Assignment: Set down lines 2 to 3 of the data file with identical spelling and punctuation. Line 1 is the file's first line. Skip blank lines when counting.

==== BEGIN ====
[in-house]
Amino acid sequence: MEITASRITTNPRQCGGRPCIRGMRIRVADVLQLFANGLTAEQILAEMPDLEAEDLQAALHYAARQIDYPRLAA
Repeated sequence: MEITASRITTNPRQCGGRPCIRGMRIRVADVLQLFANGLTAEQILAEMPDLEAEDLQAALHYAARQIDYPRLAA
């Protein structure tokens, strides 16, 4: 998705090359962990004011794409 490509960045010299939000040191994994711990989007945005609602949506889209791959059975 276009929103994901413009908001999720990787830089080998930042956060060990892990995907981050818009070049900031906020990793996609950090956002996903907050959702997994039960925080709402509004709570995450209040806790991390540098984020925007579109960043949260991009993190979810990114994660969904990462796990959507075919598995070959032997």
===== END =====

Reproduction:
Amino acid sequence: MEITASRITTNPRQCGGRPCIRGMRIRVADVLQLFANGLTAEQILAEMPDLEAEDLQAALHYAARQIDYPRLAA
Repeated sequence: MEITASRITTNPRQCGGRPCIRGMRIRVADVLQLFANGLTAEQILAEMPDLEAEDLQAALHYAARQIDYPRLAA